Nav: Home

NUS takes the quantum leap into space

December 16, 2015

Singapore, 16 December 2015 - Two satellites designed and built by students, researchers and faculty from the National University of Singapore (NUS) have been successfully launched from the Satish Dhawan Space Centre in Andhra Pradesh, India, on Wednesday, 16 December 2015 at 8.30pm (Singapore time). These are the University's first satellites in space, and they are part of six Singapore satellites that were launched in the same operation.

The Singapore satellites were deployed by the polar satellite launch vehicle of the Indian Space Research Organisation into a near-equatorial orbit.

Galassia, a two-kilogramme nanosatellite, was developed by students and researchers from the Faculty of Engineering; Centre for Remote Imaging, Sensing & Processing (CRISP); and Centre for Quantum Technologies (CQT). Kent Ridge 1, a 77.2-kilogramme microsatellite, was developed jointly by the Department of Electrical and Computer Engineering and CRISP, together with partners including Berlin Space Technologies, Nanyang Polytechnic and ST Electronics (Satcom and Sensors Systems) Private Limited. Both satellites are flying 550 kilometres above the Earth, on an orbital plane that has an inclination of about 15 degrees. The near-equatorial orbit that these two satellites will be orbiting will provide high revisit rates for its ground operations.

Professor Chua Kee Chaing, Dean of the NUS Faculty of Engineering, said, "The successful deployment of NUS' first two satellites - Galassia and Kent Ridge 1 - in space is a proud moment for all of us and a remarkable endeavour by NUS faculty, researchers and students. Achieving this quantum leap in space R&D is an excellent demonstration of NUS' strong capabilities in engineering and satellite technologies. The joint launch of six Singapore satellites into space is also a great celebration of Singapore's Golden Jubilee, marking the significant progress of Singapore's nascent space industry."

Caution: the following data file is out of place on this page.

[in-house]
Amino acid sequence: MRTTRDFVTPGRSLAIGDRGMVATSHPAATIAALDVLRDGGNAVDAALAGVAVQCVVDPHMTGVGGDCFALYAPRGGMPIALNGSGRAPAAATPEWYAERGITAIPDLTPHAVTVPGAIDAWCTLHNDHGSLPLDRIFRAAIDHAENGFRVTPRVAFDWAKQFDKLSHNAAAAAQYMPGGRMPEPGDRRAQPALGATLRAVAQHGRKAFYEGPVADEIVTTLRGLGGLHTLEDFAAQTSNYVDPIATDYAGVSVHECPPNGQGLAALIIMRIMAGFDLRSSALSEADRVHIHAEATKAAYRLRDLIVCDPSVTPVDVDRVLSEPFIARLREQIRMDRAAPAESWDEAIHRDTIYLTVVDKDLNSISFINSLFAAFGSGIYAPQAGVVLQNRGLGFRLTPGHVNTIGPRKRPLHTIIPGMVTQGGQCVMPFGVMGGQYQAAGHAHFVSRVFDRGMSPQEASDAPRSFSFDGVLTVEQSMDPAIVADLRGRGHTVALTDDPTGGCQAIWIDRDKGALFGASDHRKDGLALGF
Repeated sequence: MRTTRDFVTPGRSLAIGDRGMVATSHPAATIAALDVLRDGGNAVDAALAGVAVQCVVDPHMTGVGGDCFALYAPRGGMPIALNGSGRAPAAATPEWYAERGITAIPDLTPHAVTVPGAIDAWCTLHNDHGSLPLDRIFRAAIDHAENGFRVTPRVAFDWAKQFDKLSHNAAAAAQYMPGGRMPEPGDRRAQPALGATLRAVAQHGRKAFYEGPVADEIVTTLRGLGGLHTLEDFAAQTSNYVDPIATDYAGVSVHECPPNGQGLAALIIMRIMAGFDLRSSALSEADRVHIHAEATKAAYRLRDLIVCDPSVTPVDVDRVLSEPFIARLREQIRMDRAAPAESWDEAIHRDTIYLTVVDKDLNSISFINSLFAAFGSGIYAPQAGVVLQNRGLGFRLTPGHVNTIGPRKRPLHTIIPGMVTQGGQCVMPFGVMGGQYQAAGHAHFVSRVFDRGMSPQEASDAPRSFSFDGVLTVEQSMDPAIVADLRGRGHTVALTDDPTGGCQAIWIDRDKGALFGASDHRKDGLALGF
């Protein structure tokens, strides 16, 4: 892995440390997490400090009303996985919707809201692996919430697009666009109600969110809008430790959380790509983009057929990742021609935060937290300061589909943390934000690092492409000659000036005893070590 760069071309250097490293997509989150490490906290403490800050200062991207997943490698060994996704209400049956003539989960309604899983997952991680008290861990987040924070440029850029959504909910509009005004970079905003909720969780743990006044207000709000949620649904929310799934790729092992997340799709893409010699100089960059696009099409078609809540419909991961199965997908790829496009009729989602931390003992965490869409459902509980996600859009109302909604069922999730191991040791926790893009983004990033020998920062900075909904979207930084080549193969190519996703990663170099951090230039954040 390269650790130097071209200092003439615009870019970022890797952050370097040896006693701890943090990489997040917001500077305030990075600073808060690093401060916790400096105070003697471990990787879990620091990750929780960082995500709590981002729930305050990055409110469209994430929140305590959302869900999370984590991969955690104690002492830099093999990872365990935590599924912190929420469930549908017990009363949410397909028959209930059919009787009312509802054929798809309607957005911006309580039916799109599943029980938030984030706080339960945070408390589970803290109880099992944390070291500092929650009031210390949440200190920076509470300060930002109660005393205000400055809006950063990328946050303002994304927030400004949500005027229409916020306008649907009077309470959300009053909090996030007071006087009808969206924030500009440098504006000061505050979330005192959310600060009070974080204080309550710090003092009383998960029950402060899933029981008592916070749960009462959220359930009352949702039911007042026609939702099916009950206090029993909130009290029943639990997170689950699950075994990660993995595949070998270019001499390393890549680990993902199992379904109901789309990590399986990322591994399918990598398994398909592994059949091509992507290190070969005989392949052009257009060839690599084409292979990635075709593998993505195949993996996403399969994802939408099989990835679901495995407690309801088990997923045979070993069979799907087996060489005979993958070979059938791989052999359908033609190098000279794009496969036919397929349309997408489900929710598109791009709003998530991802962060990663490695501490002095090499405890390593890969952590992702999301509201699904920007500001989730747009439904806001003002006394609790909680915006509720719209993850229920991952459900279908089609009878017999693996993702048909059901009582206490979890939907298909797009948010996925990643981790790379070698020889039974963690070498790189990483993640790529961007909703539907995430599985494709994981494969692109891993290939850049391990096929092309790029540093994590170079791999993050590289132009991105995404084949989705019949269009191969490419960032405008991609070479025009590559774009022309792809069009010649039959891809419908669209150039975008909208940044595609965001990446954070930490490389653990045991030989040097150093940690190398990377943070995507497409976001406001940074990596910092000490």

Galassia: NUS engineering students taking on the space challenge

Galassia, an experimental cube-satellite, was developed by a team of 30 final-year engineering students pursuing the Satellite System Design track under the Design-Centric Programme of the NUS Faculty of Engineering, together with six research engineers over a period of about four years beginning in 2012.

This satellite will carry two payloads. The first is a quantum science payload developed and flown in a satellite for the first time by NUS' Centre for Quantum Technologies (CQT). It will test out a quantum-based communication concept using Small Photon-Entangling Quantum System (SPEQS). The second is a Total Electron Content (TEC) electronic payload designed by NUS Engineering students. This payload will measure the total number of electrons above Singapore in the ionosphere, knowledge of which can be used to improve GPS navigation as well as radio communication.

The operational mission life of this satellite is expected to be between six to 12 months, during which payload data will be collected and analysed.

Professor Goh Cher Hiang, Project Director of the NUS Satellite Programme at the NUS Faculty of Engineering, said, "Creating a space-ready engineering system goes beyond nuts and bolts. The Galassia project brings together students from various engineering disciplines to apply what they have learnt in a real-life setting, and challenges them to innovate and push boundaries. The successful launch of Galassia is a strong endorsement of NUS' space engineering education and we hope that this will also inspire more talented students who are passionate about space R&D to pursue their interest in this field."

Kent Ridge 1: The "eyes" in space

Kent Ridge 1 is a hyper-spectral imaging micro-satellite designed to conduct scientific experimentation and analysis of Earth's surface characteristics. With the capability to break down colour into its constituent components, this satellite is able to collect information on what is happening to the planet when sunlight is decomposed into its constituent wavelengths. This is useful for detecting changes in soil, vegetation, volcanoes, water temperatures and fire.

Most hyper-spectral cameras flown in space are large, bulky, complex and expensive. They are usually carried in big spacecrafts with mass of about one tonne. In comparison, Kent Ridge 1 is a micro-satellite with a mass of 77.2-kilogramme, much smaller than conventional hyper-spectral satellites.